CHICAGO (WLS) -- Your ZIP code determines your lifespan, according to researchers. Experts told the I-Team inequality is a cause of death and can kill people well before the average life expectancy of 78 in the U.S.
The difference between living downtown compared to some neighborhoods on the South and West Sides can be up to 30 years, according to recent analysis done at New York University School of Medicine. That's the largest gap in the country.
The City Health Dashboard and the CIA World Factbook reveal Streeterville's life expectancy of 90 is slightly higher than Monaco, the highest for any country in the world. Nine miles south, Englewood's 60-year life expectancy matches the Republic of the Congo, a third world country.
How did we get to this point?
Dr. David Ansell is the Senior Vice President of Community Health Equality at Rush University Medical Center and part of West Side United. He has spent decades taking care of patients at three different hospitals along Ogden Avenue and studying the life expectancy gap in Chicago.
"Segregation is at the root cause," he said. "I call it structural racism. We've divided up opportunity in the city by neighborhoods. So, if you live in a white neighborhood in Chicago, you're nine times more likely to have capital investment as black wards in the city."
Dr. Ansell also said the diseases he was seeing in his patients and the degree of the complexity of the disease was not driven by beliefs, behaviors or biology, but by where his patients lived.
"We all want the same things, but our access to those things is not the same," said Robbin Carroll, founder of I Grow Chicago in the Englewood neighborhood. "And that is what alters our life expectancy and the quality of our lives."
The assumption is crime pushes the life expectancy rate down. Research shows that is not the case.
"The number one and two causes of death, that causes premature mortality in these life expectancy gaps, it's not gun violence, it's heart disease and cancer," said Dr. Ansell.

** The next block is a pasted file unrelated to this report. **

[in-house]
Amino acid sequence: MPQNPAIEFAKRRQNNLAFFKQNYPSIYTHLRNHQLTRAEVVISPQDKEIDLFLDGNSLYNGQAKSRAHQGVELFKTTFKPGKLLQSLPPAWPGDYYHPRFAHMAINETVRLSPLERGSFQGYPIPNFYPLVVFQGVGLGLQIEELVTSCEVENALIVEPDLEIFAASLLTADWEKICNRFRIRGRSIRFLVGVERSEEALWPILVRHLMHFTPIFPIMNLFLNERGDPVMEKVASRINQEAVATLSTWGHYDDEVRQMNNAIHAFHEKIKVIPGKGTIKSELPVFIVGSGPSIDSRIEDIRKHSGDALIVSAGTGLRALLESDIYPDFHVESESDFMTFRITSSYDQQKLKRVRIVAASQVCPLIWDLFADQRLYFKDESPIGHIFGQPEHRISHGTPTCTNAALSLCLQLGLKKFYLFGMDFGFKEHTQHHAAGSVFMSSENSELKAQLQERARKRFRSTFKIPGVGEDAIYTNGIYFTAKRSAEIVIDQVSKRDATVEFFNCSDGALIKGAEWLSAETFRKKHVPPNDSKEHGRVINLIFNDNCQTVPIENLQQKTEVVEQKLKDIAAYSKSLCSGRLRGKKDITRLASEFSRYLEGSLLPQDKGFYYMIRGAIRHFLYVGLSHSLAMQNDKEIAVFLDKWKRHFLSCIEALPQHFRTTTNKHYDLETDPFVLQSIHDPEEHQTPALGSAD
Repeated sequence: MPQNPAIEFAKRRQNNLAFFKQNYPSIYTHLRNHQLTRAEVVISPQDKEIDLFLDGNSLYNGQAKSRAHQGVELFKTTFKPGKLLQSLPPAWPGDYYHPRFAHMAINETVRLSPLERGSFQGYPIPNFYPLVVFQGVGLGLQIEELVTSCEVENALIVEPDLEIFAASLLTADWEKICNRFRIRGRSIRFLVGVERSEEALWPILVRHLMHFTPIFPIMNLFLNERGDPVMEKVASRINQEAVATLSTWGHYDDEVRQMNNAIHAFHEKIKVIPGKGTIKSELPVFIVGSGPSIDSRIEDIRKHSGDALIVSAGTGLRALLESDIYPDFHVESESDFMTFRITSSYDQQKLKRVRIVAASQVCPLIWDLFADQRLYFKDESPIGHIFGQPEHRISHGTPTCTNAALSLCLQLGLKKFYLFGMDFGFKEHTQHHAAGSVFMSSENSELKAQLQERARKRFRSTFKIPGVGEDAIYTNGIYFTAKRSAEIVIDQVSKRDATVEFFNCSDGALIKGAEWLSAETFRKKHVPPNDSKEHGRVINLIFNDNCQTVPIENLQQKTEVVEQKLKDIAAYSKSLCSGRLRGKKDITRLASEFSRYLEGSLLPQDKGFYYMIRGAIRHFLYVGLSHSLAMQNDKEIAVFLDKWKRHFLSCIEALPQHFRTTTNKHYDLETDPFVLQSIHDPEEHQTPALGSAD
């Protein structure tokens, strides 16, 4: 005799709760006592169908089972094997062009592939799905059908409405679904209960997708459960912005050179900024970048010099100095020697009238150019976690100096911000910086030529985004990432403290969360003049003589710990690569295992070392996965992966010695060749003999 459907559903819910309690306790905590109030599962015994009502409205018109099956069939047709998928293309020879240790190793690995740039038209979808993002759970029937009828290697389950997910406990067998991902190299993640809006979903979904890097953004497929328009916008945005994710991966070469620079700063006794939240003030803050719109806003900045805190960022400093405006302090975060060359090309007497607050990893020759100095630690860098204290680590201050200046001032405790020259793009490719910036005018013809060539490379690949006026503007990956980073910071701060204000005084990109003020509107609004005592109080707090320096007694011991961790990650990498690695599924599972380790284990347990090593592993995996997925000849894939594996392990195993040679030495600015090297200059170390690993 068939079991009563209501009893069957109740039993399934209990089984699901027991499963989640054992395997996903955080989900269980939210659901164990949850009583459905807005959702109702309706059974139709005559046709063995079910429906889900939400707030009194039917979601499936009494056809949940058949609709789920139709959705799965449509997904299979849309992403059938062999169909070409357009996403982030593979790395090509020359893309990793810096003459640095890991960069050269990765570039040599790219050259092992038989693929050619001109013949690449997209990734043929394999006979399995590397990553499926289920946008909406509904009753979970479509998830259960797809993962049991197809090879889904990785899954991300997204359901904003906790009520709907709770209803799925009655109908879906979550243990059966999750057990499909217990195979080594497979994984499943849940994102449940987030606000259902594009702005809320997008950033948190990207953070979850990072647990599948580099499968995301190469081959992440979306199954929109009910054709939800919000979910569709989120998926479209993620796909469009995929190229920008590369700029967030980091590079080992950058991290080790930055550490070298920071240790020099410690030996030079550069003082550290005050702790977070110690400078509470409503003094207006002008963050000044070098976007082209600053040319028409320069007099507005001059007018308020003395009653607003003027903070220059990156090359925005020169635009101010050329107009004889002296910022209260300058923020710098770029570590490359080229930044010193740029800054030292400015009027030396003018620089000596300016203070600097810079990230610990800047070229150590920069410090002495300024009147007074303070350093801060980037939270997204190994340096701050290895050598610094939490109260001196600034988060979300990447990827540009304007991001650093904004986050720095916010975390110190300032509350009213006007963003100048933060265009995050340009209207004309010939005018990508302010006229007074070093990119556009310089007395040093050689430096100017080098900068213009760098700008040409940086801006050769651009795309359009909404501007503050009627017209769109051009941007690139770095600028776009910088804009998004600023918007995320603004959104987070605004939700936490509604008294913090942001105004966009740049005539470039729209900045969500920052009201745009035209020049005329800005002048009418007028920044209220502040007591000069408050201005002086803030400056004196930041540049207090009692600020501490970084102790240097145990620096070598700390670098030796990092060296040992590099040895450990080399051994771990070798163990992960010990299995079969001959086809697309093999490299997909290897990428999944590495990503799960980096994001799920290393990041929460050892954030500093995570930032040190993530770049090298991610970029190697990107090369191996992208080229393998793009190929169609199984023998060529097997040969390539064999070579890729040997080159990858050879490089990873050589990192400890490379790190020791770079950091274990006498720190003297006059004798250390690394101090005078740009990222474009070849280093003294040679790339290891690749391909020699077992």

West Side United plans to create community hubs in schools located in health care deserts.
"Instead of just coming in and parachuting the services and then leaving...we want to make sure that this is something that stays there," said Karen Aguirre, education program manager for West Side United.
Aguirre tells the I-Team West Side United wants to cut the 30 year life expectancy gap in Chicago in half by the year 2030. She admits the organization realizes this will take more than the next few years to figure out. The group's executive director Ayesha Jaco said the goal is to "work with them to make their communities more livable, more safe, while providing economic means and academic support that allow every west side resident to be healthy and thrive."
The organization is giving out half a million dollars in grants to small West Side businesses. Hospitals within the group are committed to hiring 3,500 West Side residents.
Rush University Medical Center has an internal program to help current employees advance their careers. Marquis Pitts works as a custodian at the hospital. Rush is paying for the 21-year-old to take classes to become an MRI tech.
"If I don't stay and I don't try to make the change, I don't know who will," Pitts said.